• addressing the risks identified in accordance with its members' functions
  • making arrangements for the effective management of response to emergencies in its area including:
    • preparing an integrated emergency management framework for response to any emergency affecting its area
    • publishing information about identified risks and the joint arrangements to deal with their consequences
    • maintaining arrangements to raise awareness, warn and inform the public regarding local risk
    • supporting their local authorities in advising and assisting business and voluntary organisation on business continuity management
    • establishing an annual programme for maintenance and development of local arrangements
    • preparing to implement arrangements, when necessary for a co-ordinated and managed response
    • acting as a conduit for information flow between local responders and central government in both preparation and response, review, training and exercising
    • considering central government policy initiatives in the area of civil protection
    • reviewing lessons learned from incidents and exercises, local, Scottish, UK and international
    • co-ordinating multi-agency exercises and training; and
    • encouraging close working across organisations which have an important role in civil protection but are not Category 1 or 2 responders, according to local circumstances.

2.11 The SCG is intended as a key element of the Scottish multi-level planning and response framework (as set out in Section 1 of Preparing Scotland). It also reflects a key principle of UK civil protection arrangements that the initial response to most emergencies is delivered at the local level.

2.12 Because of its importance, the SCG should only attract the most senior level of representation, those on whom the ultimate responsibility for meeting their organisation's obligations falls.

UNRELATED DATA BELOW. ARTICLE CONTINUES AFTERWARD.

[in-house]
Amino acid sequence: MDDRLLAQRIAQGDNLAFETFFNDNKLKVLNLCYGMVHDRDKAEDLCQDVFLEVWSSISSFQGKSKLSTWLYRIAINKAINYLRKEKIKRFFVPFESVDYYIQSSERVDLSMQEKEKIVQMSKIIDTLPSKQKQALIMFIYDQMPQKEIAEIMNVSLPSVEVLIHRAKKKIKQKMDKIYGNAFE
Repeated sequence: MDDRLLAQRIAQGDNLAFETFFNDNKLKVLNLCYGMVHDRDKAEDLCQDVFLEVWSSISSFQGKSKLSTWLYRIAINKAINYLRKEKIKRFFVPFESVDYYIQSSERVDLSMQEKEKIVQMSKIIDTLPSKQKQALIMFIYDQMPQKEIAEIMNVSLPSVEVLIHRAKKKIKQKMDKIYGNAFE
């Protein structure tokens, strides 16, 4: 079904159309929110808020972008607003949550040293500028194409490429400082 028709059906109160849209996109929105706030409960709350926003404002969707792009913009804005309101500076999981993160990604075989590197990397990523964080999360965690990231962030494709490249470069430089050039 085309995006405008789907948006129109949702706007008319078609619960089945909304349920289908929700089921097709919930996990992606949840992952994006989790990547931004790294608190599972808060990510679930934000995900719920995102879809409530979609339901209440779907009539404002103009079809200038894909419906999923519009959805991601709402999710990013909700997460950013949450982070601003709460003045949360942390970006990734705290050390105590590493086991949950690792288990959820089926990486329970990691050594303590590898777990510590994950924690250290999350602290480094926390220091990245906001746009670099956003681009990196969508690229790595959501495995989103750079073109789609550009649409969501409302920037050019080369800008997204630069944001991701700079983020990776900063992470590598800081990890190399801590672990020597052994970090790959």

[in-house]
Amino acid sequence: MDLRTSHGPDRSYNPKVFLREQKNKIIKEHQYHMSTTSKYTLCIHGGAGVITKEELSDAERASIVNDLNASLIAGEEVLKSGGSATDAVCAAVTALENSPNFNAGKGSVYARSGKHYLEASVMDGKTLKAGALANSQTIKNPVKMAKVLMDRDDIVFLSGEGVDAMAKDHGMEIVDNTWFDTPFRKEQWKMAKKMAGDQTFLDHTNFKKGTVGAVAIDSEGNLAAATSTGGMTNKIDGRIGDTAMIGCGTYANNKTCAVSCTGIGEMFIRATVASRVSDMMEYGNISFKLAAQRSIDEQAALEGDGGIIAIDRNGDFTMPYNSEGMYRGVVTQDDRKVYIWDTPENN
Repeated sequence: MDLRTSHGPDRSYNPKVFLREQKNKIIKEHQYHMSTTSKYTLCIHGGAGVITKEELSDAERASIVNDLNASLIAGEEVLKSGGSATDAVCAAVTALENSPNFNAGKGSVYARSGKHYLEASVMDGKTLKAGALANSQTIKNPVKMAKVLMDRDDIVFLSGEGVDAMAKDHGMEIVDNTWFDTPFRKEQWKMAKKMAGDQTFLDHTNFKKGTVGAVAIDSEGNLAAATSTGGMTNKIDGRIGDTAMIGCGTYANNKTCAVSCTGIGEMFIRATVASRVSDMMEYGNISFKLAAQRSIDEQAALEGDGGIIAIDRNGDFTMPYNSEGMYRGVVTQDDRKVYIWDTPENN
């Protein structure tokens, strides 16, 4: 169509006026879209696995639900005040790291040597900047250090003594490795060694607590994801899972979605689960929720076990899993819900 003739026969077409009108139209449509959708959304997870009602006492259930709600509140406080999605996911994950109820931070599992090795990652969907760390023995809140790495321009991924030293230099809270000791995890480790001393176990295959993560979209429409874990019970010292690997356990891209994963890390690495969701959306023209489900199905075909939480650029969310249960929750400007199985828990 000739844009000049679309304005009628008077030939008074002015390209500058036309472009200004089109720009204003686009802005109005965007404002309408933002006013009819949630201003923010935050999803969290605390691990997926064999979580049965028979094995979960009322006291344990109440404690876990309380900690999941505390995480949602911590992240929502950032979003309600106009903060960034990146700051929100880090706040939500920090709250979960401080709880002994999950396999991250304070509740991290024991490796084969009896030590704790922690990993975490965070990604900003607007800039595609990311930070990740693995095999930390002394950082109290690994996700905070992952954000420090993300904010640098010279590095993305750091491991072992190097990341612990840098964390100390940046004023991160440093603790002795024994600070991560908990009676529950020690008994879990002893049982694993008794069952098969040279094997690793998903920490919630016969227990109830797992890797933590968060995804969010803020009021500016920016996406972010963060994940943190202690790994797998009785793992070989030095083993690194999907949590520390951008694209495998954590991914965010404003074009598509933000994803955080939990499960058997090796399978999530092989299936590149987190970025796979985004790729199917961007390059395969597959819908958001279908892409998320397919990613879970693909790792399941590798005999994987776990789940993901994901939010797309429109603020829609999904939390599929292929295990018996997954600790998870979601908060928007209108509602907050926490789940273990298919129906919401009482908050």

2.13 In the absence of a Chief Officer Category 1 and Category 2 responders must be effectively represented at SCG meetings. 5 That means that Category 1 and Category 2 responders need to be represented by individuals who have the right combination of seniority and expertise to be able to speak with authority on behalf of their organisations.

2.14 Responders from one particular sector of Category 1 or 2 (local authorities, health services, utilities, etc.) may choose to be represented if they are not able to attend all meetings. It is particularly important that representatives do represent their sector and are responsive to the views of responders in their sector. There are a number of tests which can be applied to judge the effectiveness of sectoral representation. An effective representative organisation:

  • has the authorisation of the other local members of its sector to represent them;
  • is aware of the proceedings of any SCG sub-groups and is ready to take forward issues raised by local members of the sector in the sub-groups;
  • is able to explain current structures, policies, priorities and events in civil protection affecting its sector; and
  • ensures that the local members of the sector it represents are kept fully informated of issues discussed and are invited to submit their comments, or to attend particular SCG meetings as appropriate.

2.15 All Category 1 and Category 2 responders should take part in the work of any sub-groups as necessary. Membership of sub-groups should be opened to all local responders, as appropriate. Representation at this level is also permitted.

2.16 The SCG is required to meet at least every six months. 6 These meetings should be held on a regular cycle. Meetings could be held more frequently if the SCG agreed that was necessary. Special meetings of the Group may be necessary if an emergency was likely to occur or had occurred. Because its focus is strategic, the SCG should meet relatively infrequently and the business of meetings should be thoroughly prepared so that the time of senior people is used well. The SCG may establish subordinate groups to undertake tasks on its behalf.

2.17SCG meetings should have a clear agenda and papers should be circulated sufficiently in advance of routine meetings to allow appropriate preparation. A clear record of meetings should be kept and circulated promptly.

2.18 Regardless of the way in which organisations are represented at SCG meetings, all papers should be circulated to all Category 1 and Category 2 responders. 7

Leadership of the Strategic Co-ordinating Group

2.19 Two aspects of leadership should be considered by the SCG, chairing of its meetings and the administration of its activity.

2.20 The task of chairing the routine meetings of the SCG does not necessarily need to fall to a particular Category 1 responder. The choice of Chair is a matter for local determination.

2.21 In preparing plans it should be borne in mind that leadership of response to an emergency should be determined by the nature of the emergency and arrangements made locally. In many emergencies the Chief Constable will lead. Local arrangements should accommodate the need for flexibility in responding to a range of emergencies and the choice of lead would reflect the effects of the particular emergency. For example, the Health Service may lead response to a pandemic event.